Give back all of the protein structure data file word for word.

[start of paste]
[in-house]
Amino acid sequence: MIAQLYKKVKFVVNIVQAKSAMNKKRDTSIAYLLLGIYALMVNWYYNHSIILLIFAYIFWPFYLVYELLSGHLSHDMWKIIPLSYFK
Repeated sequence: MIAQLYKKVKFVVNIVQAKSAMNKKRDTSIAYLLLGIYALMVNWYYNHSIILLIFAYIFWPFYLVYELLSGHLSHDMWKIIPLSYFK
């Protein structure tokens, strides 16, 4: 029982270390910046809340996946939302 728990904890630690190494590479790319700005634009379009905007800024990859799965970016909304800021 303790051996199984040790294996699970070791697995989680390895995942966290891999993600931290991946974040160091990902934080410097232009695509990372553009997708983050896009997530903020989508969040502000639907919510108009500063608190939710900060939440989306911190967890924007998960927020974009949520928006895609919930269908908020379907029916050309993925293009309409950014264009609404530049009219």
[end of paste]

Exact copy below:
[in-house]
Amino acid sequence: MIAQLYKKVKFVVNIVQAKSAMNKKRDTSIAYLLLGIYALMVNWYYNHSIILLIFAYIFWPFYLVYELLSGHLSHDMWKIIPLSYFK
Repeated sequence: MIAQLYKKVKFVVNIVQAKSAMNKKRDTSIAYLLLGIYALMVNWYYNHSIILLIFAYIFWPFYLVYELLSGHLSHDMWKIIPLSYFK
């Protein structure tokens, strides 16, 4: 029982270390910046809340996946939302 728990904890630690190494590479790319700005634009379009905007800024990859799965970016909304800021 303790051996199984040790294996699970070791697995989680390895995942966290891999993600931290991946974040160091990902934080410097232009695509990372553009997708983050896009997530903020989508969040502000639907919510108009500063608190939710900060939440989306911190967890924007998960927020974009949520928006895609919930269908908020379907029916050309993925293009309409950014264009609404530049009219």